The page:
Check out this great article over at Ontario Goat.
Good animal welfare is defined, for the purposes of this article, as when an animal has both its physical needs (adequate housing, food, and water, and good health) and mental needs (able to perform normal behaviours, not frustrated, fearful, or distressed) met.
There are many perspectives on animal welfare. Some may think that an animal that is producing well has good animal welfare while others think that animals with a high level or production must have poor welfare. In reality, the link between production and welfare is more complex.
This graph, adapted from one created by Richard M. Bennett from the University of Reading in the UK, represents a simple theory on the relationship between welfare and productivity.
Un hermoso poema escrito por un Caprinocultor del departamento Santander, el señor Luis Hernan Pacheco un hombre Lider, amante de las cabras y la leche de cabra, ha participado activamente a nivel gremial, participó en el reconocimiento de la cabra Santandereana, un ejemplo de persona.
Special thanks to Clara Viviana Rua Bustamante (IGA-CR Colombia) for bringing this poem to our attention.
“Goats for food, nutrition and economic security in the developing world.”
The Agriculture and Forestry University (AFU) is the first state-owned technical university in Nepal that established under a land grant model with the mandate of three functions: education, research, and extension. AFU aims to produce internationally competent human resources to promote education, research, and development in the field of agriculture, livestock, fisheries, forestry, and allied disciplines. Since being established, AFU has engaged in organizing various national, regional, and international conferences, as well as seminars and symposiums, to meet its vision and mission.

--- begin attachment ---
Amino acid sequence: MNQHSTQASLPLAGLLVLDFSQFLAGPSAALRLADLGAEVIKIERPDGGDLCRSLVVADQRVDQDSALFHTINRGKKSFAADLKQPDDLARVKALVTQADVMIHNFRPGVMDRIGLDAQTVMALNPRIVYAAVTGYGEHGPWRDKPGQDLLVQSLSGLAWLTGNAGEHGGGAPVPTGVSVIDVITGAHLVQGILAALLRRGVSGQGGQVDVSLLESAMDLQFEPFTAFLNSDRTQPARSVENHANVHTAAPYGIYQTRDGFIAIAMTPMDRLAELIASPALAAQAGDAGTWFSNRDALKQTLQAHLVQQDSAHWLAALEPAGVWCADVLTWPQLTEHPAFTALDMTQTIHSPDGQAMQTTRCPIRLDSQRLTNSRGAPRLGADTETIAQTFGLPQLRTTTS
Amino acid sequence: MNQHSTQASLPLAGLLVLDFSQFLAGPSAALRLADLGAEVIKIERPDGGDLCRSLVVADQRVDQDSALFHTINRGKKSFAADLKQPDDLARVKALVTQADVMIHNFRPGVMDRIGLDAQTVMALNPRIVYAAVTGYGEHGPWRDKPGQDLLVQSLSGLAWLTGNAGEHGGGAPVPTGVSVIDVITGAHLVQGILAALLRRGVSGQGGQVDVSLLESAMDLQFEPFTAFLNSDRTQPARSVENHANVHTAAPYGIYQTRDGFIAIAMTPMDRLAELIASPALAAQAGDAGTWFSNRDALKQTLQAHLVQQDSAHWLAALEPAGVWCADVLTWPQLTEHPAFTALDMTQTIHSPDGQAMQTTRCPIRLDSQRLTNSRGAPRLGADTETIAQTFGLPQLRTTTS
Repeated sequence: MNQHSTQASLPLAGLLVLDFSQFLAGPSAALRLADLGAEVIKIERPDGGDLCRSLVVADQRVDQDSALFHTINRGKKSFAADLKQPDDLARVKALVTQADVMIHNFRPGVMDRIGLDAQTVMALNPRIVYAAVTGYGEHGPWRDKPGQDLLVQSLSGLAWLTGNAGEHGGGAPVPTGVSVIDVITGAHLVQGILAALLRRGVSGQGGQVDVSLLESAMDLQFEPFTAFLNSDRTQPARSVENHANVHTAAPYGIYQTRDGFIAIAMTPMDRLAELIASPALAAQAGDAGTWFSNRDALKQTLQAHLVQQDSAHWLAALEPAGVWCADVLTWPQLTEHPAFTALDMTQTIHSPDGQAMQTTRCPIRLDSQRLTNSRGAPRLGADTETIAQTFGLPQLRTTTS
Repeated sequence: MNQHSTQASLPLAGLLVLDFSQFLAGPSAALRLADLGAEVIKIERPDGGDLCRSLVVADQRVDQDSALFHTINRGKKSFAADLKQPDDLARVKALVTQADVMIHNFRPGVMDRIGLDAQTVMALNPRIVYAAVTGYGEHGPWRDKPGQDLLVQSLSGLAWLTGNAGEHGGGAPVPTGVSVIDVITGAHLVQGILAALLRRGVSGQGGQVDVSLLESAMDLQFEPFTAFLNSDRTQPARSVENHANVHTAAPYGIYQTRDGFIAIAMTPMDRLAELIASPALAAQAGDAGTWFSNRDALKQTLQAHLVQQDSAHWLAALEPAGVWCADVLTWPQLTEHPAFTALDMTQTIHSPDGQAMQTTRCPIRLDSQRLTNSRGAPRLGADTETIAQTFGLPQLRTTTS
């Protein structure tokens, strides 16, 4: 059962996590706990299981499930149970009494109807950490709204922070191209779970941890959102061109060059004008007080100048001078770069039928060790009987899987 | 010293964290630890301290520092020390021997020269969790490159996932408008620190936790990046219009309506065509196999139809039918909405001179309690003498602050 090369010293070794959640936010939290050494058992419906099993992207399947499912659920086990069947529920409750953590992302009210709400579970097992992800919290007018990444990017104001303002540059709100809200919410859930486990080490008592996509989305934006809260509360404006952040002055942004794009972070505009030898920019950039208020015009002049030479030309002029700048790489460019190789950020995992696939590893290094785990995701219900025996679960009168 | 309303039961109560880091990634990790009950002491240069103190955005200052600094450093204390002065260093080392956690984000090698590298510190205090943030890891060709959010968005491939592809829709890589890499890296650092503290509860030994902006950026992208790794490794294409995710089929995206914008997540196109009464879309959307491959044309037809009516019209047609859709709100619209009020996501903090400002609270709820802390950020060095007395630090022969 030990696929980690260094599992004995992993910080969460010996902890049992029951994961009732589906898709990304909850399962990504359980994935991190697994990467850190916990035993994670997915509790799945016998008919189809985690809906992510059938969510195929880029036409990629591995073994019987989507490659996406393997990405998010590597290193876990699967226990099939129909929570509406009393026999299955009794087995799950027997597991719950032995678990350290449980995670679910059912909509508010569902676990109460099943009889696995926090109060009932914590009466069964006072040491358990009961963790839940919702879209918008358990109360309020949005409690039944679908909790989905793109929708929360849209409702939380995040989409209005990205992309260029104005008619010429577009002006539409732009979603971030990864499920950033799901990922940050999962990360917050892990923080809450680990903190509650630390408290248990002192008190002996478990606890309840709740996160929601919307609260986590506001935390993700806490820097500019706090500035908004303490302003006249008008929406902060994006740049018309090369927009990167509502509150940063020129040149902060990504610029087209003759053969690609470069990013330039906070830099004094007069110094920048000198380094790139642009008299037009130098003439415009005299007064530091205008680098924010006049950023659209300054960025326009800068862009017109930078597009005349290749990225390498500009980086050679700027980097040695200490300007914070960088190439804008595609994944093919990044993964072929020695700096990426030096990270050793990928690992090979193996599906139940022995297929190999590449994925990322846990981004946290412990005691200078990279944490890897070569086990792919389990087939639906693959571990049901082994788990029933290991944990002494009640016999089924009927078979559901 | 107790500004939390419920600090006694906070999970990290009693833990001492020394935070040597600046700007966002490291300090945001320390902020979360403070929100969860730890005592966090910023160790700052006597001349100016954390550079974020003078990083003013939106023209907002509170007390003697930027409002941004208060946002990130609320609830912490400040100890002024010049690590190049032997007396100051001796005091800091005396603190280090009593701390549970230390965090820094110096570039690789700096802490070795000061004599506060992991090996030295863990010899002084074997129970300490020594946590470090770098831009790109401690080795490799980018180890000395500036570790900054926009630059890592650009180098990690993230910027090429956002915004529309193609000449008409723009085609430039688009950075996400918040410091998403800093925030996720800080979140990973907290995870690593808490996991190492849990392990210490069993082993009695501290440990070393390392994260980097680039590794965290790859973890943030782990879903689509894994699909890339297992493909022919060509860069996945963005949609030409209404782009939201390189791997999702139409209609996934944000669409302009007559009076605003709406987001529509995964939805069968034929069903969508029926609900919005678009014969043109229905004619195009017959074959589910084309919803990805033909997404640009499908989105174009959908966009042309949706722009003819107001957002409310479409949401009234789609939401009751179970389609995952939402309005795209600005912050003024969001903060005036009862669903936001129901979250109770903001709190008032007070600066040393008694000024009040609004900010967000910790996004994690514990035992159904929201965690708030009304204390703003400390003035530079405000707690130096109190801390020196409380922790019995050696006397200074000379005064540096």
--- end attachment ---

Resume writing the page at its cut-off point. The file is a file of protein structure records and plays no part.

Goats (Capra hircus) are very social, curious, gentle, independent and intelligent creatures that were first domesticated by human beings in 10,000 BC. The largest goat population in the world remains in Asia (59%) followed by Africa (35%). Goat husbandry is becoming the most popular enterprise among the rural as well as urban youths in Nepal. Goat, the “poor man’s cow” contributes about 20.4% to the total meat production in the country and ranks second after buffalo (54.3%). Goats are considered a living bank account, as they can be converted into cash when needed by farmers. Thus, this species has made a great contribution to sustaining the livelihoods of rural smallholders in the developing world.
XI Congreso de la Asociación Latinoamericana de Especialistas en Pequeños Rumiantes y Camélidos Sudamericanos (ALEPRyCS)
1er Congreso de la International Goat Association Latinoamerican
June 4-7, 2019
Auditorios del Centro de Negocios de la Universidad Autónoma de Querétaro
The International Goat Association promotes goat research and development for the benefit of humankind, to alleviate poverty, to promote prosperity and to improve the quality of life.